You’ve put in the time, completed your applications, embarked on tours and prepped for boarding school interview questions - congratulations! As spring approaches and acceptances start to roll in, you’ll likely be bombarded with advice about how to choose the best boarding school. Something you might not have heard? How NOT to choose a boarding school. Here’s the low-down.
Perhaps you are nervous to leave the big city for a smaller town, or feel another state (or several) is too far away from home. It is understandable to feel anxiety about moving, but don’t let a fear of initial homesickness dictate your best and brightest opportunities. Location is important to consider both logistically and financially, but your real stock should be placed in the school community as a whole. Whether you end up in a New York City or a private school outside Boston, odds are you will be totally engrossed with your friends, busy new schedule, athletics and academic work. This is why your focus should be placed not on the outside world, but the quality of your new environment. Boarding school life often becomes a city unto itself. There are multiple chances to get off campus, explore nearby cities on class trips, and even international programs! Instead of worrying about surrounding corn fields or noisy city streets, focus instead on the size of the campus itself. Some students thrive among a larger student body and lecture style classes, while others do their best in smaller, more intimate discussion based classes and communities.
Changing schools is a big decision. Deciding which boarding school to spend the next several years of your life will have a tremendous impact on your future - and should be a truly individual choice - for the right reasons. Factoring in a current romance or inseparable best friend could end up being, at best, a huge compromise on your college aspects; at worst, a relationship disaster. People grow and change - particularly in a new environment - so putting a lot of stock in one relationship in a new school is a very big gamble. It is important to make a pragmatic decision based on your own personal and academic goals, not your proximity to loved ones. (The bright side? The Winchendon School follows a college academic calendar, so you’ll get you reunite with that best friend during one of the many breaks or long weekends!
Sounds counterintuitive, right? It actually makes sense. High school is a time to expand upon your interests - and also to expose yourself to new subjects altogether. You may be a natural mathematician, but wait until you attend a philosophy class at The Winchendon School. Your college counselor will ultimately help you develop a college list of schools that will enhance your career prospects and natural strengths - but for now, it’s up to you to choose a boarding school that will meet your academic abilities with challenge and finesse, as well as expose you to a well rounded curriculum. Focus on the unique opportunities of each boarding school, the academic support provided, class size, lecture style, and the diversity of class selection the school can offer rather than zero in on one particular department or athletic program. Bottom line: Don’t box yourself into a corner; think generally about your intellectual passions and seek out a school that will best help you grow all around.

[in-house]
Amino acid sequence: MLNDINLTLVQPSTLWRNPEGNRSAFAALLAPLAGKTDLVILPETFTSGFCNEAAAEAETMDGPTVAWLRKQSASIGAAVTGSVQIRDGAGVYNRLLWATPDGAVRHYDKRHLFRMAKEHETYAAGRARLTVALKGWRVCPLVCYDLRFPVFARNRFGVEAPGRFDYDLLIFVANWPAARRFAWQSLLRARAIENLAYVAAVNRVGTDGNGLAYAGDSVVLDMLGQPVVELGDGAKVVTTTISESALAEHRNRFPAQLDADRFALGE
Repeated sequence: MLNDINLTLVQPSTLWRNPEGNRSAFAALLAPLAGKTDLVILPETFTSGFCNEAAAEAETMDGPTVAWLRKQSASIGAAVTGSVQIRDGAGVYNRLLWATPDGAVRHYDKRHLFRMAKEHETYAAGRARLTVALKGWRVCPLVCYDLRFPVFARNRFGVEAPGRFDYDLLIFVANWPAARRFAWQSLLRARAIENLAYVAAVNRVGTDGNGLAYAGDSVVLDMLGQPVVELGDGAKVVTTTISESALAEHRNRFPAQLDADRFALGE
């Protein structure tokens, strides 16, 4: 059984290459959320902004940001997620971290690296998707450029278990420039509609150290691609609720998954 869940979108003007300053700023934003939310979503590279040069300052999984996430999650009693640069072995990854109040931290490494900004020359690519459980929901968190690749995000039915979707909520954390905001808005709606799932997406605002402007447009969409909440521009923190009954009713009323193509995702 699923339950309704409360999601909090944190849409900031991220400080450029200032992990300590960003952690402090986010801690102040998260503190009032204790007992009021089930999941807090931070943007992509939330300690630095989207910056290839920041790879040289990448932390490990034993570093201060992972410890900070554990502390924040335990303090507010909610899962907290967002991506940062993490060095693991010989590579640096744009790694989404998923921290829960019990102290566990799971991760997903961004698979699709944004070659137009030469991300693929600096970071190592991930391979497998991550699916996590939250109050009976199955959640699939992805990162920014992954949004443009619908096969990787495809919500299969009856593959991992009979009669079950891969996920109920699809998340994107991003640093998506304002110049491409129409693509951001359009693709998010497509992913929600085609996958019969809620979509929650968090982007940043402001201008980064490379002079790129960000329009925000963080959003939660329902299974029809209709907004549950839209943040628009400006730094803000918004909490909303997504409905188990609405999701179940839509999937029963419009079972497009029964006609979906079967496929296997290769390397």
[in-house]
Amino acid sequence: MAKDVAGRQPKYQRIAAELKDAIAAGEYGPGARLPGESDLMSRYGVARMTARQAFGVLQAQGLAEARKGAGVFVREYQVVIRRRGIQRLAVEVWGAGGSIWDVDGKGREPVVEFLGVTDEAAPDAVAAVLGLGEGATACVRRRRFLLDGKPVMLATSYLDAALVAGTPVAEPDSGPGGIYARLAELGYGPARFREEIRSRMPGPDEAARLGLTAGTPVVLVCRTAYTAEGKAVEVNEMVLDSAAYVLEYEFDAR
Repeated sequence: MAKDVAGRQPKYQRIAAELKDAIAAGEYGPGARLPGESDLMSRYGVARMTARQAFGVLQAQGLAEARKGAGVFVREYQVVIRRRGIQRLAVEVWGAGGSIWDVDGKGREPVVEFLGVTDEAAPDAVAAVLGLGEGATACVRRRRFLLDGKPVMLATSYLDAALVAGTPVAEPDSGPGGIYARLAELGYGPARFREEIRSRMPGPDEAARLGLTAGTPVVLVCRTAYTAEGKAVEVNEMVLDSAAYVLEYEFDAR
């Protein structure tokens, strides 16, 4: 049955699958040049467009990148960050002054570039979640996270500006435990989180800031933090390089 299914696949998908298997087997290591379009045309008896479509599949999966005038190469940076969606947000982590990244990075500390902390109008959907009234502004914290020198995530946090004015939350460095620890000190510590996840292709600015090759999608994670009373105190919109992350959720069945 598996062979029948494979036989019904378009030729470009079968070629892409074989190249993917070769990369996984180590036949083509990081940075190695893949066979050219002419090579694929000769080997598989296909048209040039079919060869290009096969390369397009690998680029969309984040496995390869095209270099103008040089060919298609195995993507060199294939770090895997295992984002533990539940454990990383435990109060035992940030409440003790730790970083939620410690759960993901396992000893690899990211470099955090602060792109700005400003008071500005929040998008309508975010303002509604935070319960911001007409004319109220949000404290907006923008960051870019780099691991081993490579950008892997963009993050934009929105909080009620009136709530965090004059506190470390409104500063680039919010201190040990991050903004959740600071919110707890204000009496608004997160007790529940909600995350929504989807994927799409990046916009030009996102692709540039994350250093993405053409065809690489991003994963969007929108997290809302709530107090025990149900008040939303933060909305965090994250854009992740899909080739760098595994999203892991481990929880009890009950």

While it is critical to consider the projected cost of room, board and tuition (as well as any yearly travel costs) when finalizing your boarding school and acceptances, don’t write off a particular school based on the fees alone. Meeting certain application deadlines ensures that you are considered for financial aid, so be sure to talk with your admission counselor to determine these important deadlines. Regardless of where you apply, you need to be emotionally prepared not only for rejection letters - but also for that acceptance with a lack of financial aid offered. This is why you should be sure to create a boarding school list that includes a healthy range of possibilities that factor in diverse financial tiers, just in case your aid packages differ greatly. While the boarding schools with higher price tags shouldn’t scare you off from applying (you might actually get that great scholarship or large financial aid award in the end) you certainly need to be prepared should your dream school not pan out for the family budget. If you are not awarded the aid you need to attend, talk to your admission counselor about what types of student loans you qualify for and what they would look like as you pay per semester, which may not end up being as scary as the shock of the initial sticker price.
This may be difficult to follow, but realistically, your parents are funding your education. You certainly need to be mindful of how much your college education is going to cost you, but you also have to feel comfortable and inspired for the next few years for any boarding school to be a worthy investment. If you are having difficulty seeing eye to eye about what schools you would like to attend, seek outside mediation: schedule a meeting to chat with your current guidance counselor or a trusted family friend, and include your parents in on the conversation. Make a list together of pros and cons of each school, and what you can do to make a school work for you and your family once accepted. Be respectful of your parents’ reasoning, but be vocal in expressing your own goals and needs - even if a compromise needs be made when it comes down to cost or location. This is an important decision abour your future – and ultimately, a decision that you should to take reasonable charge of. If you have any concerns, talk further with your admission counselor to see if there are any solutions, whether financially or academically.